Frumkin’s scientific achievements received wide recognition. In 1932 he was elected full member of the U.S.S.R. Academy of Sciences. In 1931 he was awarded the Lenin Prize. He was an honorary member of the American Academy of Arts and Sciences the Hungarian Academy of Sciences, and the French and Belgian chemical societies; and a foreign (or full) member of the Bulgarian, Dutch, and Polish academies, the German Academy of Sciences (Leopoldina), and the U.S. National Academy of Sciences.

An admirer of poetry and art. Frumkin amassed a very valuable collection of paintings and a sizable library of Russian poetry.


By gracious permission of Prof. V. E. Kazarinov, this essay draws upon his article on Frumkin in the third edition of the Great Soviet Encyclopedia.

1. Original Works. Elektrokapilliarnie iavleniia i elektrodnia potentsiali (Electrocapillary phenomena and electrode potentials; Odessa. 1919): “Wasserstoffüberspannung und Struktur der Doppelsicht,” in Zeitschrift für physikalische Chemie, ser. A 164 nos. 1–2 (1933), 121–133; Kinetika elektrodnykh protsessov (Kinetics of electrode processes; Moscow, 1952), written with V.S. Bagotskii Z.A. Jofa, and B.N. Kabanov: “K voprosu ob energii aktivatsii razriada iona vodoroda” (Activation energy of the discharge of hydrogen ions), in Zhurnal fizicheskoi khimii, 29 no. 8 (1955) 1513–1526, written with M.I. Temkin; “O kolcevom diskovom elektrode” (On the ring disk electrode), in Doklady Akademii nauk SSSR. 126 no. 1 (1959), 115–118, written with L.N. Nekrasov; “Ob opredelenii zariada reagiruiushchei chastitsiiz zavisimosti kinetiki elektrovosstanovleniia ot potentsiala i kontsentratsii fona” (On the determination of the influence of a charge of a reactive particle from the dependence of the Kinetics of electroreduction on the potential and environmental concentration), ibid147, no. 2 (1961), 418–421, written with O.A. Petrii.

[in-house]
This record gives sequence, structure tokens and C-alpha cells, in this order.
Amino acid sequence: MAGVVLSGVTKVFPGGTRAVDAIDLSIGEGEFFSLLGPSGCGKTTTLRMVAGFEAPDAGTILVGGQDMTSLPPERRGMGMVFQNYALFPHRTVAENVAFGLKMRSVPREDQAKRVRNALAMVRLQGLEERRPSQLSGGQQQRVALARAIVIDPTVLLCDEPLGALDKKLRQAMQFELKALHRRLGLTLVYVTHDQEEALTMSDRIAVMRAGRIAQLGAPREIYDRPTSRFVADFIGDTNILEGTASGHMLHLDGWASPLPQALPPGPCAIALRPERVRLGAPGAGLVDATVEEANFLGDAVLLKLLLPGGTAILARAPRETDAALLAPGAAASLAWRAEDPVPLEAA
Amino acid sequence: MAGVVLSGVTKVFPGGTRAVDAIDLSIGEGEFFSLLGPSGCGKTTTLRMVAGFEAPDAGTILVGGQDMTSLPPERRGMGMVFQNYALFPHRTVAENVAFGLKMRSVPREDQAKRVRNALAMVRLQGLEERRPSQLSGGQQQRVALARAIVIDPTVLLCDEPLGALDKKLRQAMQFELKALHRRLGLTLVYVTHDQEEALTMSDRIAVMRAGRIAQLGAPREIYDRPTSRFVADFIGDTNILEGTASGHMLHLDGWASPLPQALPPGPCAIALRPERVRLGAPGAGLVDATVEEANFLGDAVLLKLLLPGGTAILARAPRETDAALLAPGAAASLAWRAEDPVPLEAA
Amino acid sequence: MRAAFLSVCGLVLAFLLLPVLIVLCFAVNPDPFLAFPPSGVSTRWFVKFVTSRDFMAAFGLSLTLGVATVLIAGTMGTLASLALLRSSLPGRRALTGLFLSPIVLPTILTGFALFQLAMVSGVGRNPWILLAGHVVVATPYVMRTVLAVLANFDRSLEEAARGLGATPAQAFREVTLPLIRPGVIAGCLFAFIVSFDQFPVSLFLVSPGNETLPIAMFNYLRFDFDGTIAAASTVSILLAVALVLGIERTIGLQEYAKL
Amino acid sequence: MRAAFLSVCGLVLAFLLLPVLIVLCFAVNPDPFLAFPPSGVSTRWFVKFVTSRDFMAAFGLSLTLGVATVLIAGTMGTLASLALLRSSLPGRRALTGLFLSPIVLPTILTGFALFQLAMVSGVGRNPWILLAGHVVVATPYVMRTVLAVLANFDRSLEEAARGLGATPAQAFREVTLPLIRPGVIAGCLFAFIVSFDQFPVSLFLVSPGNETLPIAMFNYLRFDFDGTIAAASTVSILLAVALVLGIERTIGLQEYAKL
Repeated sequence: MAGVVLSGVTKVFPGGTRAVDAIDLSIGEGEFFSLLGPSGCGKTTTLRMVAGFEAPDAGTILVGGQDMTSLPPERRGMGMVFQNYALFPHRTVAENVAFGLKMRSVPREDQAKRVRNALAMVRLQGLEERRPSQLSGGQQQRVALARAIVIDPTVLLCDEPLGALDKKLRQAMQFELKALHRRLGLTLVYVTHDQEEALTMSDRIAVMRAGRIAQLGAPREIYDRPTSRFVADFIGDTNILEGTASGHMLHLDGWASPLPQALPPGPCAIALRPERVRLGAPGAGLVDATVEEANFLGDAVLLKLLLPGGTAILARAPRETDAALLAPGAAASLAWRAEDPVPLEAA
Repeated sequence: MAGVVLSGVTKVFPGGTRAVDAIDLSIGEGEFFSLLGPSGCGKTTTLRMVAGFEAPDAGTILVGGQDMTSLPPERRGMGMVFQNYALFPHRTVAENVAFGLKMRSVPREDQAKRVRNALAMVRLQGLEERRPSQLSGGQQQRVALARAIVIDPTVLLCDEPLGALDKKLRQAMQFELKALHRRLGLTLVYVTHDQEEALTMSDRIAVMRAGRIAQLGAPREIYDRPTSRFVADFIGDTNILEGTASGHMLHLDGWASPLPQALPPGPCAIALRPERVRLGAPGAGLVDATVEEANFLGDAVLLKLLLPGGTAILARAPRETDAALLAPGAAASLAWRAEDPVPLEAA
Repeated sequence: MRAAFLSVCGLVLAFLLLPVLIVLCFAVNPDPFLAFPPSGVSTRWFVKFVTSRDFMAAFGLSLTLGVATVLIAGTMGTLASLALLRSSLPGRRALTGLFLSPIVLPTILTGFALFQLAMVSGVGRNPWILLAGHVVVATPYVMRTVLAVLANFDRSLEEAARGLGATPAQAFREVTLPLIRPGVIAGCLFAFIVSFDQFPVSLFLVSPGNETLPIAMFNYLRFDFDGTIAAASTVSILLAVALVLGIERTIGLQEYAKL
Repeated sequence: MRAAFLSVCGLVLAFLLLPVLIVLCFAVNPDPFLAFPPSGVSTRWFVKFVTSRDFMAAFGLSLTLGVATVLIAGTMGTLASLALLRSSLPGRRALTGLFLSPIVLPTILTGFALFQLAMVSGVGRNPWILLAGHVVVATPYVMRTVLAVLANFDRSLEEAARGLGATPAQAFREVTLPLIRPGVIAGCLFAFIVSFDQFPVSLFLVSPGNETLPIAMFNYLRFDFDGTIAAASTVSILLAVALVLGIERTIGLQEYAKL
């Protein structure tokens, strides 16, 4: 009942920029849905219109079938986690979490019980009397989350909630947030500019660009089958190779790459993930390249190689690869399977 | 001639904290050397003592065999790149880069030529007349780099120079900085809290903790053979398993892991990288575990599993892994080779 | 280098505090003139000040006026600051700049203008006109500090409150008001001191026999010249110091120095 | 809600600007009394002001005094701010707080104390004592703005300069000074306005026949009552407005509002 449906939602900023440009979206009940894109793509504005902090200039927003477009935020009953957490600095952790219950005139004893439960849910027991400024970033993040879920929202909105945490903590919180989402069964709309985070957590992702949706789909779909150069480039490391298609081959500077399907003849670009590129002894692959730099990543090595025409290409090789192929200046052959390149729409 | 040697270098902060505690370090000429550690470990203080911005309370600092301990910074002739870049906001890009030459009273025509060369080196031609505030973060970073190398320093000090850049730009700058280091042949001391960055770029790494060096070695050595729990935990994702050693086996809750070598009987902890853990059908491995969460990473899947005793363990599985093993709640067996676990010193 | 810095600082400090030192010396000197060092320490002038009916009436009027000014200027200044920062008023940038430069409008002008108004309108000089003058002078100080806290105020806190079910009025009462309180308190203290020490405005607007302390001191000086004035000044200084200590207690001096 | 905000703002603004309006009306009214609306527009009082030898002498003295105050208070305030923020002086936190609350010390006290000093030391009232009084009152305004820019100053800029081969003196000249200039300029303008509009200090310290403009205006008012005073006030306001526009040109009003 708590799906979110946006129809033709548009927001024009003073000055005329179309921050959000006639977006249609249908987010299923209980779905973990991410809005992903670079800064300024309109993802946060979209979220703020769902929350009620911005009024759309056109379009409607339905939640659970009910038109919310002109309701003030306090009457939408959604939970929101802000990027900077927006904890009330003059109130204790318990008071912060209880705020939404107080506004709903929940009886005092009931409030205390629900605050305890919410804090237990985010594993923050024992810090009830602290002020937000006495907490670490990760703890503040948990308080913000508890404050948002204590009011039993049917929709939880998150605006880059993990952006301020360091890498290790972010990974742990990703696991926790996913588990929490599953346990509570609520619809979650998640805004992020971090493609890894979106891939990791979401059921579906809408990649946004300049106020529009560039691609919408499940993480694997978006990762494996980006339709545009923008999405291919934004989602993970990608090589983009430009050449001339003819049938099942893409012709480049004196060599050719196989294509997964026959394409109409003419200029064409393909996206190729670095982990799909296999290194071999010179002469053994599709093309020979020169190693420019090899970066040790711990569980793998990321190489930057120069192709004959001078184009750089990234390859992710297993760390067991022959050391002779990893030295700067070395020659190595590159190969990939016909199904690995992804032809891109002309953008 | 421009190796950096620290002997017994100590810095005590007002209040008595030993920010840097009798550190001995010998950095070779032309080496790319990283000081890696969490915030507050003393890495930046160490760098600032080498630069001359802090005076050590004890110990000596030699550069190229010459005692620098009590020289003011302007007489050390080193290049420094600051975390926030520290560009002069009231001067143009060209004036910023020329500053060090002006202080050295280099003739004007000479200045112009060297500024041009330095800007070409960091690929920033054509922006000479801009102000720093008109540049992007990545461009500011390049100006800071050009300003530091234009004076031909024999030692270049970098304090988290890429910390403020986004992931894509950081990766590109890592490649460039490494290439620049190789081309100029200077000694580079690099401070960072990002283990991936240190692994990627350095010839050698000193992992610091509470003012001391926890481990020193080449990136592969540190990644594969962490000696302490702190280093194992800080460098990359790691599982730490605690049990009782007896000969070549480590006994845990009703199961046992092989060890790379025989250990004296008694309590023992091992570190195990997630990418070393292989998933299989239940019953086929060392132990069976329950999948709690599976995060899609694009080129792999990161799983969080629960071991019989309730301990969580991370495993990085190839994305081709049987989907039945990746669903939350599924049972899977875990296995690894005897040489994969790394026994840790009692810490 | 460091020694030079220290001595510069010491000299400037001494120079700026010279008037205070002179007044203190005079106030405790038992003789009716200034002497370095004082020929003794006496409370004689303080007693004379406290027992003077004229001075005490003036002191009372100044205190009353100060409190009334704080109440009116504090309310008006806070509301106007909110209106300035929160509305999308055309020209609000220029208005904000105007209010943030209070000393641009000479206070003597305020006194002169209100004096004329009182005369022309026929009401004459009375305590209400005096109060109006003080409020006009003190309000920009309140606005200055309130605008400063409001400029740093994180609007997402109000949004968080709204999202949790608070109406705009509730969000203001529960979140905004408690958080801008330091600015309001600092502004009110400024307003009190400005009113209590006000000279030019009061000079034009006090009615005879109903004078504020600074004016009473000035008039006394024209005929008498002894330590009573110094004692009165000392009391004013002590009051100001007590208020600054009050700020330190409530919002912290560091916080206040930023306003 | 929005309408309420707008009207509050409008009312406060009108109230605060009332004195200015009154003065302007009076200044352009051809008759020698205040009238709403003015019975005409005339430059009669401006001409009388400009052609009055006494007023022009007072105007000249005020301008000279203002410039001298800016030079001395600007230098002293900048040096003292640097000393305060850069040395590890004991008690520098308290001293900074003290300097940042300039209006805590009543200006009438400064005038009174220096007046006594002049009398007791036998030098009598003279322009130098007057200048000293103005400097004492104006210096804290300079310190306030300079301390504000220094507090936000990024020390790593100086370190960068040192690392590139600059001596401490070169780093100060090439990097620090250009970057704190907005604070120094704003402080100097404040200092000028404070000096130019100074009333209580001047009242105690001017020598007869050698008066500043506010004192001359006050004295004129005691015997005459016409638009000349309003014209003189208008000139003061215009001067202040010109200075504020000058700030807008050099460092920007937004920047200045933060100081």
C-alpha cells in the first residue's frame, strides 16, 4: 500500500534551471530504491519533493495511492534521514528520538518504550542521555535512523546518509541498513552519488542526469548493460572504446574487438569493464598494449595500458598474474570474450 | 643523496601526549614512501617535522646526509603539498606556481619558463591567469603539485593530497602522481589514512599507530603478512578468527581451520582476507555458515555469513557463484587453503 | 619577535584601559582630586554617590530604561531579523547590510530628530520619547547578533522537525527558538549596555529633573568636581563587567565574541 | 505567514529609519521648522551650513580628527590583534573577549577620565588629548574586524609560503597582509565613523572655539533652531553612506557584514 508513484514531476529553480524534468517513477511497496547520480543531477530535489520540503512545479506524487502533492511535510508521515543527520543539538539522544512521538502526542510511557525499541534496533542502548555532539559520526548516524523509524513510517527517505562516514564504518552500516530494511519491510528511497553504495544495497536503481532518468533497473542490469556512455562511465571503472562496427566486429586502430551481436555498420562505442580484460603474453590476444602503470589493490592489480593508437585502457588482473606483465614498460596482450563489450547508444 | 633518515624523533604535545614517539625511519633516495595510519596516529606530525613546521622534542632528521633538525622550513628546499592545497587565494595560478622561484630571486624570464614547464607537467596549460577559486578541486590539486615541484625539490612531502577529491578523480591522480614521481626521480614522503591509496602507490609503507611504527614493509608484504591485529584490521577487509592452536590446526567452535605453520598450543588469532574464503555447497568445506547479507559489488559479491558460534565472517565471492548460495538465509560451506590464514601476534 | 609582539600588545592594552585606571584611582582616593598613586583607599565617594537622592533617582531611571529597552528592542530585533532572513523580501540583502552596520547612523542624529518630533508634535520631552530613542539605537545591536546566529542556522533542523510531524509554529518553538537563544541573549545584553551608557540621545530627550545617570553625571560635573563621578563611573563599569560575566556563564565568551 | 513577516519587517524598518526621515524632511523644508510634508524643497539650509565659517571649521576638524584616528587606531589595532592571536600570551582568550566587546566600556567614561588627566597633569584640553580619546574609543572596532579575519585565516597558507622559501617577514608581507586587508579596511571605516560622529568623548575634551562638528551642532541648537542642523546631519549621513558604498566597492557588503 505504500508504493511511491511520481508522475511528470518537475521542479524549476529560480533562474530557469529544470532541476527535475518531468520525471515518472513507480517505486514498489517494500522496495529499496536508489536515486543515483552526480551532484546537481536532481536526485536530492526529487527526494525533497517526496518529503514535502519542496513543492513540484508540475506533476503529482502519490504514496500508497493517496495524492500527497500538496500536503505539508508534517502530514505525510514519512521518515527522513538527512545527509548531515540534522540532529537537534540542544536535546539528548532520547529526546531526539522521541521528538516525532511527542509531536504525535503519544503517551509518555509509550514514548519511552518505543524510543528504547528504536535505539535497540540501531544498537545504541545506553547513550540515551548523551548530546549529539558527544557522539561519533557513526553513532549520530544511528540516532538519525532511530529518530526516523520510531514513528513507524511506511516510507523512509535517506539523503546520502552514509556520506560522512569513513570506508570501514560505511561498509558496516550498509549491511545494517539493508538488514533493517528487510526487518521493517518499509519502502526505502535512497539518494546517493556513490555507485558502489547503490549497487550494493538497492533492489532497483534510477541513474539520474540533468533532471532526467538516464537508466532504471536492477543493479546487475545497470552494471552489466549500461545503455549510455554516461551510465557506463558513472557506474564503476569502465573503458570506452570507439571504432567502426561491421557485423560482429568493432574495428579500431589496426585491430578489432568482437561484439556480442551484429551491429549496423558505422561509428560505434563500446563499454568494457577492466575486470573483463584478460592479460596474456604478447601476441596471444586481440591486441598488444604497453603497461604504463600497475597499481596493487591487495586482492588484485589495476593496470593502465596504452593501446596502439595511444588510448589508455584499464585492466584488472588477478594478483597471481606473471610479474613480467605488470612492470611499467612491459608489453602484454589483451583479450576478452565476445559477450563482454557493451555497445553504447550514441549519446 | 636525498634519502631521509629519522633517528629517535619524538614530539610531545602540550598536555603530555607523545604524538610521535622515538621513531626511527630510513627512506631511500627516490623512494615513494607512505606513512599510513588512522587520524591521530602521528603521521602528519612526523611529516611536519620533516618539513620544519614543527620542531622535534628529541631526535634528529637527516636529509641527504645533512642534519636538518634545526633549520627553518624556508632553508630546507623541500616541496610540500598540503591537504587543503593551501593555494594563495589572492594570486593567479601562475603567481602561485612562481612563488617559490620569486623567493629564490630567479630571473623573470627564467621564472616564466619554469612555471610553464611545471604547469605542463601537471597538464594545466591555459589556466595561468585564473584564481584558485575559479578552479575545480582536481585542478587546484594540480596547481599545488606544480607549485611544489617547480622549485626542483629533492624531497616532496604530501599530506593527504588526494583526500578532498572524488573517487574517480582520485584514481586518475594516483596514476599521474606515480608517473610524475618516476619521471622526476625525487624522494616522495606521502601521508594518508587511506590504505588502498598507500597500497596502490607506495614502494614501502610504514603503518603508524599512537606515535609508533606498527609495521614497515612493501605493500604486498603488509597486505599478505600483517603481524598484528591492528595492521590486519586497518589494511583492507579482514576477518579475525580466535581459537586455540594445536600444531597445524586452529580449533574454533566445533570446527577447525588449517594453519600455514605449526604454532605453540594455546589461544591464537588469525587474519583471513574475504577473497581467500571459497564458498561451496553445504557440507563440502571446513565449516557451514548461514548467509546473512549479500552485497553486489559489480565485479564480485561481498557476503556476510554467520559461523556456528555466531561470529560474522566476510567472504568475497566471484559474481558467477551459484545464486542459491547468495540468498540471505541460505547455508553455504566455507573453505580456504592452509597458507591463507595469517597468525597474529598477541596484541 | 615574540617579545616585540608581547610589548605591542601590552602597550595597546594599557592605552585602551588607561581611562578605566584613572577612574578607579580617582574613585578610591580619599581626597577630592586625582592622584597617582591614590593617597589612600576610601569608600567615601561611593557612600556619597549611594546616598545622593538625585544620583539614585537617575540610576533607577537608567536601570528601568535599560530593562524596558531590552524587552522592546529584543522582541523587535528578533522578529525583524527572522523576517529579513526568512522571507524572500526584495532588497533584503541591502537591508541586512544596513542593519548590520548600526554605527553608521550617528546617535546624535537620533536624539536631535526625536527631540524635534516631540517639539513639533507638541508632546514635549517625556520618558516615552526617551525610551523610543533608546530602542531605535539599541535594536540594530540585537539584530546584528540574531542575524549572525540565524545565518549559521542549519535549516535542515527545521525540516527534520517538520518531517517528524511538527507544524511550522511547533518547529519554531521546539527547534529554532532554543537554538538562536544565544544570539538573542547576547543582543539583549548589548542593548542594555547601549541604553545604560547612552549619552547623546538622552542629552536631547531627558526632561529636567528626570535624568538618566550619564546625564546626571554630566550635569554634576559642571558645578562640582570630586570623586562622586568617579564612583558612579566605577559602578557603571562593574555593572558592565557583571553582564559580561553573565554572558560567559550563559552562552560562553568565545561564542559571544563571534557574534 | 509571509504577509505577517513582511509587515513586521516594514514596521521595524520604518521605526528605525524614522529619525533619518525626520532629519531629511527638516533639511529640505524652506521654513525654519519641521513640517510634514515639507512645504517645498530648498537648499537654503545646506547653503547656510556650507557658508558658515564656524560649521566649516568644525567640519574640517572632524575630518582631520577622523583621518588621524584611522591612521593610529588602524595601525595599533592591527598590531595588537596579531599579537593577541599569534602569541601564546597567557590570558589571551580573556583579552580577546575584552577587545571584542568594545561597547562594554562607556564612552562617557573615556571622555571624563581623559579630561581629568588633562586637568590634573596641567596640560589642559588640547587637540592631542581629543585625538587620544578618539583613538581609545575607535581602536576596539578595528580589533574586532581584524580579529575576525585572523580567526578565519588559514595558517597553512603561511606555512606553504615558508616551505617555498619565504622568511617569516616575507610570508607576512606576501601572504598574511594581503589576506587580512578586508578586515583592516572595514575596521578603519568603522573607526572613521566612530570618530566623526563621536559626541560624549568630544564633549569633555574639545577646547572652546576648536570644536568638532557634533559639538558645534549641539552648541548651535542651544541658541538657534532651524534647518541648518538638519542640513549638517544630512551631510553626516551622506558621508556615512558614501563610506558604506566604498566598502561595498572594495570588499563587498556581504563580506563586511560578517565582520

’Hydrogen Overvoltage and Adsorption Phenomena,” in Advances in Electrochemistry and Electrochemical Engineering., 1 (1961), 65–121, and 3 (1963), 287–391; “Vliianie adsorbtsii neutralnikh molekul i organicheskikh kationov na kinetiku elektrodnikh protsessov” (The influence of the adsorption of neutral molecules and organic cations on the kinetics of the electrode processes), in Trudy 14-go Soveshchaniia mezhdunarodnogo komiteta po elektrokhimicheskoi termodinamike i kinetike (Moscow, 1965), 302ff; “Hydrogen Evolution from Alkaline Solutions on Metals of High Overvoltage,” in Electrochimica Acts, 15 no. 2 (1970) 289–301: Potentsiali nulevogo zariada (The zero-charge potentials; 2nd ed., Moscow, 1982); Izbrannie trudi. Elektrodnii protsessi (Selected works. The electrode processes), B.P. Nikol’skii, ed., (Moscow, 1987).

II Secondary Literature. N. A. Bakh, “Raboty A. N. Frumkina” (A. N. Frumkin’s works), in Uspekhi khimii, 6 no. 11 (1937), 1572–1582; and B. N. Kabanov and O. V. Isakova, “Aleksandr Naumovich Frumkin.” in Materiali K biobibliografii uchenikh SSSR, ser Khimicheskikh nauk. fasc. 44 (Moscow, 1955; 2nd ed. 1970). In the latter, in both editions Kabanov wrote the text; the bibliography in 1955 was by Isakova and in 1970 by R. I. Goriachova and I.A Makhrova.

V. J. Frenkel